The chill of 2015 was unique. Not only was it symbolic of a transitional Indian team trying to break free under a new leader, it set a template of a team that doesn’t mind winning ugly. So we had a pitch in Mohali that turned square on the first day, and another in Nagpur that was rated poor by the International Cricket Council (ICC). Two things, apart from the looming spectre of Ravichandran Ashwin and Ravindra Jadeja, stood out: the dogged defence that South Africa – the team at the receiving end of such mud-pits – put up in Delhi, and their studied silence over the tracks that were offered.
South Africa are a proud team; proud enough to take the loss on the chin and win six of their next eight Test series. They have been seething and simmering; smarting and snorting. But what should worry India most is that in all probability, South Africa have been quietly waiting. Unlike India’s official broadcaster, there isn’t a word on revenge. No boxing-style trash talking, no pre-series mind games, and no grotesque analogies of severed snake heads.
In most street fights, the fiercest fighters are the ones who purse their lips and let their punches do the talking. Should it come to trading blows between the two sides, we could be assured of some bloodied faces and bruised egos. Two years is a long time in international sport, but it’s unlikely that South Africa have forgotten the chill of 2015.
In Dean Elgar, Hashim Amla, AB deVilliers and skipper Faf du Plessis, they have the necessary personnel to stop India’s juggernaut. Three of the quartet — Elgar being the exception — showed their bloody-mindedness in Delhi two winters back, when their remarkable reserves of patience tested every ounce of treachery that Ashwin and Jadeja conjured on a dead Feroz Shah Kotla pitch. Amla consumed 244 balls for his 25, deVilliers 297 for his 43, and duPlessis took 97 deliveries to score his 10 runs. That didn’t avert the 337-run loss though, but it did tell that when it comes to saving a Test match, the hosts’ middle-order surely knows what it takes.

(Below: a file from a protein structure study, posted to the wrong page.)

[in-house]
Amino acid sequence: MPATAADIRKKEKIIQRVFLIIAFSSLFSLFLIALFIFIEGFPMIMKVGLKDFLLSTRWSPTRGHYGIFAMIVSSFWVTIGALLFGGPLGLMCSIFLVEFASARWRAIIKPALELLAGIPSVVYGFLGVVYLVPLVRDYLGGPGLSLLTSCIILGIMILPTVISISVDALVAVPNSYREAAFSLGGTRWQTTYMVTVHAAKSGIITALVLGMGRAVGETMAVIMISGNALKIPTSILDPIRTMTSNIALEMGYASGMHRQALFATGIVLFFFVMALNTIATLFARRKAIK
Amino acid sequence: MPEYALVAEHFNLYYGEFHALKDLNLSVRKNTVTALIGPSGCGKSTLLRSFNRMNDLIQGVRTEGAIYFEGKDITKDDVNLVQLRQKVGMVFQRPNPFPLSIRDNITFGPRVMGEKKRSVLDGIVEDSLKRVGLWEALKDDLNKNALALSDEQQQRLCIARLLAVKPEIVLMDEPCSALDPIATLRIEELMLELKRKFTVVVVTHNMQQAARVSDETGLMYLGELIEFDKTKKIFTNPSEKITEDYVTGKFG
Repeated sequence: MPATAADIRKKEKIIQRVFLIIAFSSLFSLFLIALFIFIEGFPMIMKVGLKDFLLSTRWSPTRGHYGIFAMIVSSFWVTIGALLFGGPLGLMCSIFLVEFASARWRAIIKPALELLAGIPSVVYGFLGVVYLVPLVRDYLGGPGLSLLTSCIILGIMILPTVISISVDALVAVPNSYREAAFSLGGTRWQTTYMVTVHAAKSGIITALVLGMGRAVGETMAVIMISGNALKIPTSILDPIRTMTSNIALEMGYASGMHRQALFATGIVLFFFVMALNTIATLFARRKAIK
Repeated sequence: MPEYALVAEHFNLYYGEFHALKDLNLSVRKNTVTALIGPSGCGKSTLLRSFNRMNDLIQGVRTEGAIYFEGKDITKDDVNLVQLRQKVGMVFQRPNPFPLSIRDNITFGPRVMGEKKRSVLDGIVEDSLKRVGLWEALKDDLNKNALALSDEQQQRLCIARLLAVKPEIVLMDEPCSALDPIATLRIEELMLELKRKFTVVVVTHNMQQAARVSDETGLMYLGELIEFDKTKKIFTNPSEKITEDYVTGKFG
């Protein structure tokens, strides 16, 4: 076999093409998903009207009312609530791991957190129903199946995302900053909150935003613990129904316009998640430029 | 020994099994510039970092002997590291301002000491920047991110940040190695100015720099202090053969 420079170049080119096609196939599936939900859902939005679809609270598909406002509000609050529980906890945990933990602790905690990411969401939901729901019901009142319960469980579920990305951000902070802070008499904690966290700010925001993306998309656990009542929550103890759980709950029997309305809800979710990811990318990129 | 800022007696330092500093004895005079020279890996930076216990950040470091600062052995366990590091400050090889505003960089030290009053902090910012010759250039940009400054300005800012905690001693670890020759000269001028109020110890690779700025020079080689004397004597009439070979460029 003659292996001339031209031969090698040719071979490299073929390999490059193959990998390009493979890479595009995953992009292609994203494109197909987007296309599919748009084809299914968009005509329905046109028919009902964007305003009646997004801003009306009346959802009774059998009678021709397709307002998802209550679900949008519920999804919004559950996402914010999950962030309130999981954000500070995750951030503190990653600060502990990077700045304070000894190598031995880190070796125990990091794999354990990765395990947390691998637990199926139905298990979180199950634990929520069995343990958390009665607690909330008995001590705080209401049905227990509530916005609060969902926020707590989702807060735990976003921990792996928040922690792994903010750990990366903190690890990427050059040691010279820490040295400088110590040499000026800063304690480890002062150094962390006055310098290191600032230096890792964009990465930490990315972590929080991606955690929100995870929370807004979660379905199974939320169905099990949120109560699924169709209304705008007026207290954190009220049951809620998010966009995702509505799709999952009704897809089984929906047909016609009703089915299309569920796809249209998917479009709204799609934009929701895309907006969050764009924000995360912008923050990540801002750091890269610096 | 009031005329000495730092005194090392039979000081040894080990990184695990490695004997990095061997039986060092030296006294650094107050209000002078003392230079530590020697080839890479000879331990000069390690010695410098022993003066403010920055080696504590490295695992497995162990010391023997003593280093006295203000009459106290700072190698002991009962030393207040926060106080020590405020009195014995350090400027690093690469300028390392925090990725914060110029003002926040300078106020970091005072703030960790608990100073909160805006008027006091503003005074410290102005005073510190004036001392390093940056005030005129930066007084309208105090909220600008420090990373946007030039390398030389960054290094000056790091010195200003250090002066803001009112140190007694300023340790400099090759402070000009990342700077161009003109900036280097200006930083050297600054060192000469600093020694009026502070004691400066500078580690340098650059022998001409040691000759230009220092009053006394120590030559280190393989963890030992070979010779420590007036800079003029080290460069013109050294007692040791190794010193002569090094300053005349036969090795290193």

It does help that Elgar and Amla figure among top ten run-getters of 2017; that Kagiso Rabada, with 57 scalps, is the most successful pacer of the year gone by; and that left-arm spinner Keshav Maharaj and fast-bowler Morne Morkel — who has recently rediscovered his length and put it to good use against Zimbabwe — made it to the top ten wicket-takers of 2017 list.
By contrast, the highest-ranked Indian pacer on the list is Umesh Yadav, who occupies the 15th slot. By irony, he is most likely to sit out of the opening Test in Capetown.
South Africa at home, like most teams, are extremely difficult to beat. Last year, they lost just three of the 12 Tests they played, and all those losses came on their ill-fated tour to England where they lost the series 1-3. Apart from that blip, they have been winning consistently. While Sri Lanka, New Zealand, Zimbabwe, and Bangladesh are not exactly top-drawer Test teams, the momentum is as much with the Proteas as with India, who are on a roll themselves.
Playing in South Africa though is a challenge that most batsmen have found the toughest to negotiate. Cheteshwar Pujara and Murali Vijay, two batsmen who have been to multiple tours to South Africa, have considerably less averages in the Rainbow Nation than overall. While Pujara averages 8.54 runs less (44.42 against a career tally of 52.96), Vijay’s slip is even more steep. The Indian opener averages 29.33 there, while his career average is a respectable 41.57. Surely, South Africa would have taken note.
In Capetown, Centurion and Johannesburg, venues of the three Tests, the hosts have won 48 of their 81 Tests since readmission to international cricket; a healthy 59.25 per cent. They have beaten India five of the nine times at these venues. India have never won a Test in Capetown and Centurion, and their only win in Johannesburg came over 11 years back. The more you read these stats, the faster the aura around Virat Kohli’s team threatens to dissipate. Far from turning pitches, unfamiliar conditions and jeering crowds, South Africa are waiting. India could well have walked into a silently brewing storm.